When the rice is cool enough to handle, stir in the parsley leaves, dill fronds, lemon zest, and pine nuts. Take one grape leaf, vein side up, with the broad end of the leaf towards you. Depending on the size of the leaf, place a heaping tsp (or more) of the rice in the center of the leaf.
To roll up a leaf:
Fold bottom third of leaf over the rice, then fold each side towards the middle on a slight diagonal, to cover the mound of rice. Now, grasp the covered rice-mound and, with a little pressure, roll it away from you, tucking in the pointy side edges of the leaf as you roll. The tip of the leaf will be in the middle of the dolma, like the sealed flap of an envelope. Roll firmly, but remember that the rice will increase in volume as it cooks making each leaf a tight packet.
Place each dolma "flap-side down" in the leaf-lined pot. Pack tightly in concentric circles. When you have completely covered the bottom of the pot, begin another layer.
Use all the filling. If there are any leftover leaves, you can repack and refrigerate them for weeks in the brine or use them for lining your serving plate later.
Slice each garlic clove into 4 - 5 slivers. Cut the lemon whose rind you grated into 8 wedges and tuck them with the garlic throughout the packed dolma.
Since the leaf brine is pleasantly tart, you may use some of it or just water to deglaze the rice pan and get every bit of flavor into your dolma. Whatever you choose, pour 1¼ cups of liquid into the packed pot to simmer the dolma.
To prevent the leaves from unrolling as they cook, place a heat-proof ceramic or glass plate, slightly smaller than the diameter of the pot, atop the rolled leaves.
Over medium heat, bring the pot to a simmer. Reduce heat to low and cover the pot. Set timer for 20 minutes. After 20 minutes, check that there is still some cooking liquid, adding a little more if needed. Simmer for another 10 minutes. Virtually all liquid should have been absorbed.
Turn off the heat. Remove weighting plate and drizzle 1 - 2 Tbsp flavorful olive oil over the hot dolma. Recover pot and let it sit for at least 30 min.
Serve the dolma slightly chilled or at room temperature. Drizzle with lemon juice, more olive oil and a pinch of salt, if needed. Serve garnished with lemon and tomato wedges and snipped dill.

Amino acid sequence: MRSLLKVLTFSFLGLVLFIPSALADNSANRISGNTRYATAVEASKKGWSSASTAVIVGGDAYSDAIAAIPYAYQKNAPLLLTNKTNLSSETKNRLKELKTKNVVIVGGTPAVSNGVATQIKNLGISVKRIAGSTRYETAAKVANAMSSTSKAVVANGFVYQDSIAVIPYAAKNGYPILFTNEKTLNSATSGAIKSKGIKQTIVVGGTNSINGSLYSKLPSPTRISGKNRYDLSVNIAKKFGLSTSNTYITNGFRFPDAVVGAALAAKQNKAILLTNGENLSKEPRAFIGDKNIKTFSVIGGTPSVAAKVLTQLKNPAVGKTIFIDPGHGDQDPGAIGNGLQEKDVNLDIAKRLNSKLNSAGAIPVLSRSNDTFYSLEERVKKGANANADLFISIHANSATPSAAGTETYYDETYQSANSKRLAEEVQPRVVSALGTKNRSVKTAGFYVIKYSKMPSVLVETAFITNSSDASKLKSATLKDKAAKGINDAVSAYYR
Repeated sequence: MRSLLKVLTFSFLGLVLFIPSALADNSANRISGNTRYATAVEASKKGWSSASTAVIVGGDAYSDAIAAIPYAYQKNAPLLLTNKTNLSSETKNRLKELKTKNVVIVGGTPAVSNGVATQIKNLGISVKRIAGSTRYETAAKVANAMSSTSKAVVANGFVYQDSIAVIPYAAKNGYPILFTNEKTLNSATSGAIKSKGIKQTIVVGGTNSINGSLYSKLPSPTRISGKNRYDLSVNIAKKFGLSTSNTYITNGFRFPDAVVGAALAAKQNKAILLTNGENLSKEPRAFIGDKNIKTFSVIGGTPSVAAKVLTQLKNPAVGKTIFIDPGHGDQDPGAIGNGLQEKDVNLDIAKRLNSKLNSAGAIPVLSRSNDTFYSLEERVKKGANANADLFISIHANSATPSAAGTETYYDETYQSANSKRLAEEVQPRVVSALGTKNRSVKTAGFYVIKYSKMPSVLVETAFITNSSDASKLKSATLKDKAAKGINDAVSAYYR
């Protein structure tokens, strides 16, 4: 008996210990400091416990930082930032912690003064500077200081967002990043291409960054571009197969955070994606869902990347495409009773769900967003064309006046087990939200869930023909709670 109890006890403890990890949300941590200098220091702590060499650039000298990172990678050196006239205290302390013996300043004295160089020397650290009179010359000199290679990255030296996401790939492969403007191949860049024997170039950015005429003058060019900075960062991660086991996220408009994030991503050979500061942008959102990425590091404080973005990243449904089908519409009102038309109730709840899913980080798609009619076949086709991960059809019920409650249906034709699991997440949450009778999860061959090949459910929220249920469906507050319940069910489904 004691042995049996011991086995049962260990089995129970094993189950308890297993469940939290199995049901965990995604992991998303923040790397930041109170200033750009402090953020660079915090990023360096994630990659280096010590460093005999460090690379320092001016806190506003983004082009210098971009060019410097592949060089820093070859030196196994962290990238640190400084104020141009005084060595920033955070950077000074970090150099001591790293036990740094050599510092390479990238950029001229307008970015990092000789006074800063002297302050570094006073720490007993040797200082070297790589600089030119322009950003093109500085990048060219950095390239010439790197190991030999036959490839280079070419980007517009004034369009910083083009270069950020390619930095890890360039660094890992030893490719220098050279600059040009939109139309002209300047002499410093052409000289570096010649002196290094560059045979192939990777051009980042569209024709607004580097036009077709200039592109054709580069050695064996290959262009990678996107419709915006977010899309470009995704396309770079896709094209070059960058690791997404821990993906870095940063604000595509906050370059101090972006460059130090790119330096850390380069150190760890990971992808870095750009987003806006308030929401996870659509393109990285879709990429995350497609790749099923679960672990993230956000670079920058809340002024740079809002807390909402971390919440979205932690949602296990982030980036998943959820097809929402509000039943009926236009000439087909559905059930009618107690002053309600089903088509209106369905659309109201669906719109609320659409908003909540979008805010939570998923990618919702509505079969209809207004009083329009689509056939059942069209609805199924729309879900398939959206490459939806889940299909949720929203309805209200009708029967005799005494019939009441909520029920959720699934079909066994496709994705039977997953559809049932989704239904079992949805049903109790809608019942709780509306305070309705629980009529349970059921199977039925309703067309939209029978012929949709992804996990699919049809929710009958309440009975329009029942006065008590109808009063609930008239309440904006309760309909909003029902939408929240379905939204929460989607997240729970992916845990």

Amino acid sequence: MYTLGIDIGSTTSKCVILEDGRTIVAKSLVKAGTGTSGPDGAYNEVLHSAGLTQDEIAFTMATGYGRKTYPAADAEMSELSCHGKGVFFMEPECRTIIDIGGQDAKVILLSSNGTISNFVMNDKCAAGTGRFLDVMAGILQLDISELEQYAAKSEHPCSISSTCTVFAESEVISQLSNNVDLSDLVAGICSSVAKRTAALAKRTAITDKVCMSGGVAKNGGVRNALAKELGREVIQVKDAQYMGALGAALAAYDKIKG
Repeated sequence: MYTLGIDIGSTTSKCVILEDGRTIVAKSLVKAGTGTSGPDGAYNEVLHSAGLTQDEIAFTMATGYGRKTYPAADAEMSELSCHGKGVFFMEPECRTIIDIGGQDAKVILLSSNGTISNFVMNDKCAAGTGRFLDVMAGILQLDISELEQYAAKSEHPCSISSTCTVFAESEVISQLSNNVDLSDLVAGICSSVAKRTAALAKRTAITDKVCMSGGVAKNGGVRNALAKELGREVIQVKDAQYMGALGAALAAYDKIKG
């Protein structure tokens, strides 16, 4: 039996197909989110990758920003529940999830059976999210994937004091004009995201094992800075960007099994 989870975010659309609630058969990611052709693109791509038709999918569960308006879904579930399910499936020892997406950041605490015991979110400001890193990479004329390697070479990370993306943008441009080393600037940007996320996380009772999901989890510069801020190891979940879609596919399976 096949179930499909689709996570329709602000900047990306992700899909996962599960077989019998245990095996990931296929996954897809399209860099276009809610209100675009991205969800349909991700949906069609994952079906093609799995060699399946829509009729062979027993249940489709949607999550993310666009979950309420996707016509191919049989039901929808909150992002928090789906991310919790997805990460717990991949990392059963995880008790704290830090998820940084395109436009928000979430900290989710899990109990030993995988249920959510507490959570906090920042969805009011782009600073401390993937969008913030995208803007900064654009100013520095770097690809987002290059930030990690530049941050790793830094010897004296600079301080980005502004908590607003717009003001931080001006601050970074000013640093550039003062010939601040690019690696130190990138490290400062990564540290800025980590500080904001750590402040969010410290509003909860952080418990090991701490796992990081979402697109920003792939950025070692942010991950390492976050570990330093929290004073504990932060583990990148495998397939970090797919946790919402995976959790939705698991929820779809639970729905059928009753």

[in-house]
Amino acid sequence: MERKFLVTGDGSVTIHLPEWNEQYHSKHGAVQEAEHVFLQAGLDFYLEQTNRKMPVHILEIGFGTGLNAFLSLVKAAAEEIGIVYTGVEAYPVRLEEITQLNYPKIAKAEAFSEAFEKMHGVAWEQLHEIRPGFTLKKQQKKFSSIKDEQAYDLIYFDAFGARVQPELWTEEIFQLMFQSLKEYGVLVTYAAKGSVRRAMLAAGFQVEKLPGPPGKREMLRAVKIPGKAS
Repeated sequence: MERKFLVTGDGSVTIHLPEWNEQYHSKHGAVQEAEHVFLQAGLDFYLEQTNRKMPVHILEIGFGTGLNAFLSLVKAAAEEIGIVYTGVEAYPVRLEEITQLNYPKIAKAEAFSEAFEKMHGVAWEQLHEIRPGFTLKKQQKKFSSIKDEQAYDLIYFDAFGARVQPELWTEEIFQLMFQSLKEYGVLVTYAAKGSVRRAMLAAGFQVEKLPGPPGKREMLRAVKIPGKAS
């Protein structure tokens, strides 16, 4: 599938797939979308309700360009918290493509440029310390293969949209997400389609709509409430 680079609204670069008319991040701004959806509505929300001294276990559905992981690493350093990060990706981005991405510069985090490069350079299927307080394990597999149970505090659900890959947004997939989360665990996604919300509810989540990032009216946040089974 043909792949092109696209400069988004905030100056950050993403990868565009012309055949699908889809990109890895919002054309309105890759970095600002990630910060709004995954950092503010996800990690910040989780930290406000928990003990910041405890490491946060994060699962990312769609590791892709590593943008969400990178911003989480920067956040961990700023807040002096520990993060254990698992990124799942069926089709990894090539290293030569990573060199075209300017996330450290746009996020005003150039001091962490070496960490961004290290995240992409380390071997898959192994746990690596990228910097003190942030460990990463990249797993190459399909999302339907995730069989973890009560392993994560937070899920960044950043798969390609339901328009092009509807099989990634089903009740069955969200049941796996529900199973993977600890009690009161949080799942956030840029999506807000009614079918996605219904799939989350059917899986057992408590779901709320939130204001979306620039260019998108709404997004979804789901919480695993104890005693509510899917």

Rice-stuffed dolma* are best made ahead, at least a half day before serving. Refrigerated, they will keep for a week.
*Cooks of the Eastern Mediterranean make many other stuffings for leaves and vegetables. Stuffings without meat are frequently called yalandji, yalanjia, yalantsi etc., all derived from the Turkish word for "false".
Turkish Bean Salad
1 Medium Onion, sliced thinly
1 Medium Carrot, sliced thinly
2 - 3 Cloves garlic, finely chopped
1 Tbs. Fresh marjoram, finely chopped (or half that amount, if using dried)
Antep pepper (Turkish chili pepper flakes which are moderately hot & sweet. Substitute Italian dried peperoncini)
1 Bay leaf
1/8 tsp ground cinnamon
1/4 Cup crushed tomatoes (canned or fresh)
1/2 Lb. dry white beans, cooked as above
Salt & freshly ground black pepper
Additional olive oil
4 Tbs. Fresh mint, finely chopped
Heat a sauce pan (at least 1 quart) over medium-high heat. Add enough olive oil to cover the bottom of the pan, then saute the onion, carrot, garlic, marjoram, Antep pepper, bay leaf, and cinnamon until the onion begins to wilt and the seasonings are very fragrant.
Add the crushed tomatoes, cooked beans, and enough water to barely cover the beans. Simmer the mixture, leaving the lid on the pan but slightly ajar to let steam escape. When the carrots are nearly done to your taste (we like them al dente), turn off the heat, remove the lid and let the mixture cool. Season with salt and pepper as necessary.
Serve warm or at room temperature with a splash of fruity olive oil and a sprinkling of mint. Have some good crusty bread at hand to soak up the sauce.
Walnut and Red Pepper Dip (Muhammara)
Muhammara is an Arabic word meaning reddened. Better known in Syria than in Turkey, this version is from Gaziantep, the gastronomic capital of southeastern Turkey, not far from the Syrian border.
3 very ripe large red bell peppers- seeded, cored, cut into 1-inch chunks
1 fresh mild green chili (seeded & cored)—or a few slices of pickled jalapeno
¼ cup ground sweet paprika
10 oz broken walnut meats
3 - 4 slices good bread-white or whole wheat
(Day-old is OK; it will be toasted and broken up to go into the spread)
Small bunch of flat-leaf parsley
1 small clove of garlic
Very fruity, extra-virgin olive oil
Optional: 1 - 2 Tbsp Balsamic vinegar or pomegranate molasses*
1 large lemon (for zest and juice)
Salt to taste (at least 1/4 tsp)
In a toaster-oven (@ 275-300 F), toast the walnuts in a dry pan. Watch carefully and remove when they are fragrant (8-10 minutes).
Lightly toast the slices of bread.
Roughly chop the parsley stems and garlic and put into a food processor fitted with its ****l blade.
When the nuts and toast have cooled, break the toast coarsely into the food-processor. Add the nuts, parsley leaves (about ½ cup) lemon zest, & juice, green chili, paprika, and salt. Pulse to get an even, crumbly mixture.
Begin adding the red pepper chunks, pulsing as you go. When you have added them all, pour in 2 - 3 Tbsp olive oil and process. If the paste is too thick, add 1-2 Tbsp water. Pulse. I prefer a little chunkiness, but you can process longer for more smoothness. Taste for salt and sweetness. You may add a little of the optional balsamic vinegar to balance the flavor.
Make and chill at least 2 hours before serving. To serve, spread the muhammara no more than 1" deep on a shallow platter. Drizzle a little more oil atop and garnish with parsley. Enjoy as a dip for endive, fennel, celery, or thin slices of bread.
* Pomegranate molasses, nar pekmez in Turkish, is pomegranate juice that has been heated to a syrupy consistency, a process that preserves it and concentrates its flavor. Used sparingly in savory dishes, to spike other flavors, it is well known in the kitchens of Turkey's Arab borderlands. Though it lacks the viscosity of nar pekmez, balsamic vinegar is a serviceable substitute